Retaining Customer Trust in an Era of Fake News

Fake photo of shark swimming on Houston highway
September 15, 2017

Imagine a future with realistic audio and video clips of people saying things, but these are things they never actually said. And imagine these clips being produced by the thousands, with no need for specialized equipment or advanced training.

We’re almost there already. I nearly stopped in my tracks recently during a long run, listening to a Radiolab podcast on this topic. The technology isn’t perfect, but it’s close. Fake news is about to become real. Misinformation, of course, is already real: it’s scaring the public during emergencies and affecting overseas elections.

As a former television journalist who has built a career out of communicating with audiences, this latest development gives me shivers. For generations, recorded sounds and pictures have been the gold standard for reinforcing credibility and a check on the powerful. Many a career has been sunk with an open microphone, or redeemed with a good speech. All of this now stands to change.

In the water sector, we have an awareness gap. A life-giving service is backed by underfunded, aging infrastructure. Yet most of our customers don’t give us enough thought. A main break outside, a water quality issue inside, a bill to pay once a quarter or once a month. I’ve argued for years that water and wastewater utilities should dedicate more resources to connecting with their customers. Customers must shoulder the rate increases and quality-of-life disruptions that the infrastructure upgrades will require, so our service can stay reliable for future generations. Asking them to shoulder all of that requires a tremendous amount of goodwill. Goodwill requires awareness.

So, how to bridge that gap in an era of fake news, when trust in public institutions remains low? Good news: you don’t have to lash yourself to a telephone pole in a hurricane.

Photo of DC Water Outreach at Festival

Meet the audience where they are.

Where is the audience spending time? Go to them. Show them your utility’s role in the community you have in common.

Community meetings, town halls and large neighborhood events are more important than ever. Opportunities for face-to-face interaction cannot be faked. You support jobs, economic development, environmental stewardship and even life itself. Share this message when you’re in front of your constituents, and share their response with your upper management.

What is of most concern to your stakeholders? Is it rising rates? Neighborhood quality of life issues? One-on-one interactions, whether in person or even on social media, are a valuable source of information on how well you’re doing.

Tell your own story.

Someone will tell the story of what your utility does. You want that someone to be you. In an information vacuum, the loudest and most persistent voices carry the day. Think of your most adamant opposition: the environmental advocate who contends your wastewater plant is contaminating the waterways it’s supposed to protect. The parent with premise plumbing issues who insists your whole distribution system is the culprit. The fluoride opponent, the aggrieved former employee, you get the picture. These are the folks who are talking about your work in public. The countervailing narrative needs to come from the utility itself.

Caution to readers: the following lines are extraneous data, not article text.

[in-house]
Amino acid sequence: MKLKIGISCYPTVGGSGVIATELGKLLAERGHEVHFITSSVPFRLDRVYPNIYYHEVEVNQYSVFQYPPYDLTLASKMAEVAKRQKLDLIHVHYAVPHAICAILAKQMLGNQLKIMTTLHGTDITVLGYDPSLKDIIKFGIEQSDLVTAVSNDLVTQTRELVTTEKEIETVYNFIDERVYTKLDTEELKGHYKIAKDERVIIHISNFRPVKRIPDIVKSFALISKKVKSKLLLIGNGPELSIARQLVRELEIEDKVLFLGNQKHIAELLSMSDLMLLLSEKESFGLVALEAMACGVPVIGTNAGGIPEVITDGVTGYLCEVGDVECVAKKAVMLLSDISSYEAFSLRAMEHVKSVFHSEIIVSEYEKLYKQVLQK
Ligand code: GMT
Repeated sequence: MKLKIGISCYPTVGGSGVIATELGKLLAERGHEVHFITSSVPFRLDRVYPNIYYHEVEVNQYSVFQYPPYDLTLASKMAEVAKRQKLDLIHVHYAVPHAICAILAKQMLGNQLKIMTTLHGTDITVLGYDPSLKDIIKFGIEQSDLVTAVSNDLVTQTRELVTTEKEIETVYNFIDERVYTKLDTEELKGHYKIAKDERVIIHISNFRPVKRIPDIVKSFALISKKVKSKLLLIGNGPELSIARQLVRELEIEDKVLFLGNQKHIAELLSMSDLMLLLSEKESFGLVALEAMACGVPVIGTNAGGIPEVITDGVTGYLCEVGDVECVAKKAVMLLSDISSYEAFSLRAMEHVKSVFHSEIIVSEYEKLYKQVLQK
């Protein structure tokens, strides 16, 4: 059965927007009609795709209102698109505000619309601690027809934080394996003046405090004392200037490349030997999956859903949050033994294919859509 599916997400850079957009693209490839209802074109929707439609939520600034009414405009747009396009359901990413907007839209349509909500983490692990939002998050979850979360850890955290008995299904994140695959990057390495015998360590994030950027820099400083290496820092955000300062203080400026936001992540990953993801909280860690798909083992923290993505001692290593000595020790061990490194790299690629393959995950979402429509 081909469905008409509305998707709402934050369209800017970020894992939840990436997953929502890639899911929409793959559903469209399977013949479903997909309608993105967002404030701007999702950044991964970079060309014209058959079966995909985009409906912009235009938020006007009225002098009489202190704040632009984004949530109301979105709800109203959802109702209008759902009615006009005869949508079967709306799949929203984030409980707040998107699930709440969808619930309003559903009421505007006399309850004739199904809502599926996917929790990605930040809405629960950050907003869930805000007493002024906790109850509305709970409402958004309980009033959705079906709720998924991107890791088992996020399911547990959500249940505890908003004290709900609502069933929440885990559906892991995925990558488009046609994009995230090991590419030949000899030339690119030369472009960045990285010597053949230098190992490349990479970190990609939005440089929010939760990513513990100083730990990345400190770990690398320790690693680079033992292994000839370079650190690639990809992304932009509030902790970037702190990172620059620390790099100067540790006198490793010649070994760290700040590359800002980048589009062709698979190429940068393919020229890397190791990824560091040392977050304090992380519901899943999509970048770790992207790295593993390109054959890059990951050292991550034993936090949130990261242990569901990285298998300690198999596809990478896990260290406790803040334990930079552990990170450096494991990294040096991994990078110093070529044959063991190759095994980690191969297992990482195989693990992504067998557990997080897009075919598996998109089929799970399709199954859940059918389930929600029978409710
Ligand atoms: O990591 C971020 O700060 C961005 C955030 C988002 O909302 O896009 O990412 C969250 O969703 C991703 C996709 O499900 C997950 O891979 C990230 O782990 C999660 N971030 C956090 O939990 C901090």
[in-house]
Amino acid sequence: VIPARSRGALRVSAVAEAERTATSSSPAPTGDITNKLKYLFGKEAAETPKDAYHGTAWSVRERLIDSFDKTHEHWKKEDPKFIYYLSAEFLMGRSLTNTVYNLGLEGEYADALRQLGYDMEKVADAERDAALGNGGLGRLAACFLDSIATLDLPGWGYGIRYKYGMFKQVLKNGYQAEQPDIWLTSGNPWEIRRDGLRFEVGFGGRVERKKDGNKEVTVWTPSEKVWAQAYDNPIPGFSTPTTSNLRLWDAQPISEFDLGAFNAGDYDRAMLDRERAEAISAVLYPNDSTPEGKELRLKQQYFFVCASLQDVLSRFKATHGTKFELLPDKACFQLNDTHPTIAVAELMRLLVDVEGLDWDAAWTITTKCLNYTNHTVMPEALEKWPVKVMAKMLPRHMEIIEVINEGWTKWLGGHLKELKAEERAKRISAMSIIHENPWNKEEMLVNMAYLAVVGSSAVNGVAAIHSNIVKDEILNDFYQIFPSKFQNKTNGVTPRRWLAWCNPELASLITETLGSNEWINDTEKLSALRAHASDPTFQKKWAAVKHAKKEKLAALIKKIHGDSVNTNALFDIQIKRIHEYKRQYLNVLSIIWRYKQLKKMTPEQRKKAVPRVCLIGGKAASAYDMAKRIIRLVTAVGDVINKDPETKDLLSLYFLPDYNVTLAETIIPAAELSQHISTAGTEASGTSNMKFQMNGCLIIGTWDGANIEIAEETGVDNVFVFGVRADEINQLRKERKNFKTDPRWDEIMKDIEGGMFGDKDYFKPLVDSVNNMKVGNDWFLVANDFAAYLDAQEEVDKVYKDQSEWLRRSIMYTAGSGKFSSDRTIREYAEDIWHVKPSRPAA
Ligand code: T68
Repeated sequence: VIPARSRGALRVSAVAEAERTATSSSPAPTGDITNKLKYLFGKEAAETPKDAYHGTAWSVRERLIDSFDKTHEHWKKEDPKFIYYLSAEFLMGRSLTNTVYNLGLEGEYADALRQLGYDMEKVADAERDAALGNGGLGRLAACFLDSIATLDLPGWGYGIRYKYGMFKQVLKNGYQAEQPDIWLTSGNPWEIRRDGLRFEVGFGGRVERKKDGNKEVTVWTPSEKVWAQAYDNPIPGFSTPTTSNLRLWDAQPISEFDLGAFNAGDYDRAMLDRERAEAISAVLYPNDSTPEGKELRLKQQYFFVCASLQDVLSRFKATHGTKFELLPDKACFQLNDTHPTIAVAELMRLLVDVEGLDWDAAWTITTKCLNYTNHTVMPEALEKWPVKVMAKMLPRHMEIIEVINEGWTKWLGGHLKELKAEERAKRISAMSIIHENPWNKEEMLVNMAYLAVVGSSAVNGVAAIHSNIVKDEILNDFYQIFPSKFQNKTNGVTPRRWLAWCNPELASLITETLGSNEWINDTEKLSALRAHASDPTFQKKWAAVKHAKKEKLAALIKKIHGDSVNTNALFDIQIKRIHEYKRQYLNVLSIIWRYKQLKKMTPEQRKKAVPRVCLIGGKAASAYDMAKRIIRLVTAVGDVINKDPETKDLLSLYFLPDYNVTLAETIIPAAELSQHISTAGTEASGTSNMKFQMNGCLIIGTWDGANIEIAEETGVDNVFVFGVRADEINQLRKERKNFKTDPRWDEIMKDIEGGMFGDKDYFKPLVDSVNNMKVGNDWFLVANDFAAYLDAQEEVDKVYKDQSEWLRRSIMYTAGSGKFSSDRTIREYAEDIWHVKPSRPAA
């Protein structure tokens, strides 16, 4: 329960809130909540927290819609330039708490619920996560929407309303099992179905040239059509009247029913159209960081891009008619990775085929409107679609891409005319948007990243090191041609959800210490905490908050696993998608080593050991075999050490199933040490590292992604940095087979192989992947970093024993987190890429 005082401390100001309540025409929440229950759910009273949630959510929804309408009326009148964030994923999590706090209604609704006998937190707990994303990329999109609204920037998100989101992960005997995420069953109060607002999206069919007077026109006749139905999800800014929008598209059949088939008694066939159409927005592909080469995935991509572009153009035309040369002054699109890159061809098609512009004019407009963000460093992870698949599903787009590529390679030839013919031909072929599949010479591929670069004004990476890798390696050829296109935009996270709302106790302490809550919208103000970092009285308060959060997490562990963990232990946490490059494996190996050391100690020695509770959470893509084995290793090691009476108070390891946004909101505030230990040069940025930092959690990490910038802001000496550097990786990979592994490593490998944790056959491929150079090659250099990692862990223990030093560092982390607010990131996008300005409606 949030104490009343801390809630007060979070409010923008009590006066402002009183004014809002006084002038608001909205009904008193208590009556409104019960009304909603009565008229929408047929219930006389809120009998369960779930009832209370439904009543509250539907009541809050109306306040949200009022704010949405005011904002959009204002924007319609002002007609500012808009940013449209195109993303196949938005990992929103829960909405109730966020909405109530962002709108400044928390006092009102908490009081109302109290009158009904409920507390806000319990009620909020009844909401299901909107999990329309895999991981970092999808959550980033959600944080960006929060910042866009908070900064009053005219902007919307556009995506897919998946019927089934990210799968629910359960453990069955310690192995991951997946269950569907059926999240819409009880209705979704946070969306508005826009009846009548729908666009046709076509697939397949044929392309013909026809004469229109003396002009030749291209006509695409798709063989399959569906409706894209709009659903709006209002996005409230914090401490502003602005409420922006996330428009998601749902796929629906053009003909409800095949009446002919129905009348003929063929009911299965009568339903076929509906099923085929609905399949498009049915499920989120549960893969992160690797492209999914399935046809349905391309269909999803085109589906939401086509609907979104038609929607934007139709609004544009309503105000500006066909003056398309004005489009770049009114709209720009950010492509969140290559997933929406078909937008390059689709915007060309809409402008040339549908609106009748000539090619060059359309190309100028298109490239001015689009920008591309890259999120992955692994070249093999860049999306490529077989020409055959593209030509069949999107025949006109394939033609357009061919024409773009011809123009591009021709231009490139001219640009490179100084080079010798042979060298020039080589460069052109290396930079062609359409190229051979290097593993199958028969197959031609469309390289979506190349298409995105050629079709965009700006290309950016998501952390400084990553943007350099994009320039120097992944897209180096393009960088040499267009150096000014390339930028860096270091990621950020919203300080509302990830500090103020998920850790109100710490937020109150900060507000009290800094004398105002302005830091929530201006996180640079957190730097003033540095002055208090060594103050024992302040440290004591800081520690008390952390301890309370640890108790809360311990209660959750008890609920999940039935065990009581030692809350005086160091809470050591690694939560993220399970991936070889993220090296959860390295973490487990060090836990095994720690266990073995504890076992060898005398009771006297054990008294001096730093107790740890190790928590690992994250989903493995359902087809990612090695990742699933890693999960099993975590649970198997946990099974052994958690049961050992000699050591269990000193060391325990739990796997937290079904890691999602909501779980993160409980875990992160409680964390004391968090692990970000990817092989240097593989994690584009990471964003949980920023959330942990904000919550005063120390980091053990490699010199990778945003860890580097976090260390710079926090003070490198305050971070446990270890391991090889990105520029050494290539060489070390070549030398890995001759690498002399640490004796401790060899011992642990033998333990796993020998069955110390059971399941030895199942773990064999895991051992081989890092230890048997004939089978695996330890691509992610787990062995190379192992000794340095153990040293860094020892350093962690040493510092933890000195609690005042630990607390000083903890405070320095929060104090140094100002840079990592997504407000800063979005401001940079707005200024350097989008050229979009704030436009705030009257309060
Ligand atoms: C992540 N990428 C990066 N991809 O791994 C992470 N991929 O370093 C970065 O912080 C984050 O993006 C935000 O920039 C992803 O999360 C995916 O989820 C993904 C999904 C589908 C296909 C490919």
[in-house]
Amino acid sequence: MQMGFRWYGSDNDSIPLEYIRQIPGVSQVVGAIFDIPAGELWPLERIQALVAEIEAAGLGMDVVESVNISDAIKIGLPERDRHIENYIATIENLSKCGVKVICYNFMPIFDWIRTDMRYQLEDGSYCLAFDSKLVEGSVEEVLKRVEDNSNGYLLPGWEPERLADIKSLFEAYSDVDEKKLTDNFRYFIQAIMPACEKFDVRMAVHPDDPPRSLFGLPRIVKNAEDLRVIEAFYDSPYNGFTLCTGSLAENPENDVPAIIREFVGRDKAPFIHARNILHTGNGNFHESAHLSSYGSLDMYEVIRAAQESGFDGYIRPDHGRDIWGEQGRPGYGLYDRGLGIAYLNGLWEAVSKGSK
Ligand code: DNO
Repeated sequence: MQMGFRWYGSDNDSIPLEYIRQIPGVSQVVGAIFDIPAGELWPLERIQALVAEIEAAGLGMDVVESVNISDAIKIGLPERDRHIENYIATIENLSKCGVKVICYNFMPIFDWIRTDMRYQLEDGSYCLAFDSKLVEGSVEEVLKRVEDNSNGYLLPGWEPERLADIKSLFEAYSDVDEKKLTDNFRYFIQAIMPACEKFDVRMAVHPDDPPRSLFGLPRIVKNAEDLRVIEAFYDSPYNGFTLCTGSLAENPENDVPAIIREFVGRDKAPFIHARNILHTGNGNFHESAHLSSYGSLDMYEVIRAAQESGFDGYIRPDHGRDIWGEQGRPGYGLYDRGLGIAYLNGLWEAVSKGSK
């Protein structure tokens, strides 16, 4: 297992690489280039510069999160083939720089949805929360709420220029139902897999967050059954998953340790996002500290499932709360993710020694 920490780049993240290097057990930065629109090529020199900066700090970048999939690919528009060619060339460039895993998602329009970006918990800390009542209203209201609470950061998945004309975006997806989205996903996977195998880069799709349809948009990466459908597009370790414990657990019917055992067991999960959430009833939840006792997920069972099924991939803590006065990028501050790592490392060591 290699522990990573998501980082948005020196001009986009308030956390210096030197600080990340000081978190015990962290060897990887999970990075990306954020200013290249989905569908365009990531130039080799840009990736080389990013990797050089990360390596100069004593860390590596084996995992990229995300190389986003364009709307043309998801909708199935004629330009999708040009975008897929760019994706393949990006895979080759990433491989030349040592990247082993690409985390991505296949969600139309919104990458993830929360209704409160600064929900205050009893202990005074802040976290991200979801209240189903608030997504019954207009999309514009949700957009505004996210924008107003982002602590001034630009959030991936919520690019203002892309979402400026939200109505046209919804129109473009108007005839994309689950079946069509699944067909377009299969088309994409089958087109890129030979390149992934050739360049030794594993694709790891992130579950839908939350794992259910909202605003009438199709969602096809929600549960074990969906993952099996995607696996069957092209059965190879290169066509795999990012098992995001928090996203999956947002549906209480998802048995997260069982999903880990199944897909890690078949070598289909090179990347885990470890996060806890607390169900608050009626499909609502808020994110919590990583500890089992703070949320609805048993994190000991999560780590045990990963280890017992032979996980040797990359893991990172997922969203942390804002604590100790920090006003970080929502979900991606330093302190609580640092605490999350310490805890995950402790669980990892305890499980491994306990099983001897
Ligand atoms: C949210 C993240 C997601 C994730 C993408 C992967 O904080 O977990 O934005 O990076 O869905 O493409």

You need to have advocates in government, in community organizations and on your own staff to carry the key messages out to the public and tell your utility’s story. Same goes for local mass media and bloggers.

While you’re at it, leave the engineers to the engineers and let your communicators do the communicating. Yes, ours is a world of consent decrees, as-builts and contract extensions. But you need a professional team to make the technical work understandable and appealing to a lay audience.

Narrow the message and be specific.

A public utility competing for eyeballs has a tough road ahead. Opportunities for paid, targeted advertising abound, but funding is limited. You’re too busy to become a meme factory. You have to be selective about what, when and how you communicate.

One way to do this is to use brief, simple, specific messaging.

Tie your communications strategy to your organization’s strategic plan, or to a road map made up of your board and leadership’s objectives. Rank them in order of priority. And send no more than one message per audience at a time. You’ll probably have some pushback from departments and programs within your agency, because everyone craves the gratification that comes from public attention. But just like an organization with 1,000 priorities has no priorities, an organization with 1,000 stories has no story.

Be real.

Perhaps the best anecdote to fake news, for a utility, is simply to be real. Be authentic. Transparent. Responsive. Respond quickly even when you don’t have all the facts, to show you’re listening and to start a dialogue. Come back with the rest of the information later. It’s better to issue an alert about a potential health or service issue and roll it back, than to come in late or do only the minimum required by law or regulation.

And don’t be afraid to have an edge or a sense of humor in your communications. We’re in a serious business, but there are silly aspects to what we do. This is another way to surprise and delight our customers.

All is not lost. Americans reserve their highest marks for local government, compared to government at the federal or state levels. As water and wastewater professionals, we’re closer to home than the institutions that have lost their luster in opinion polling. In fact, we’re in their homes.

We just need to remind them of how and why, and do it more often.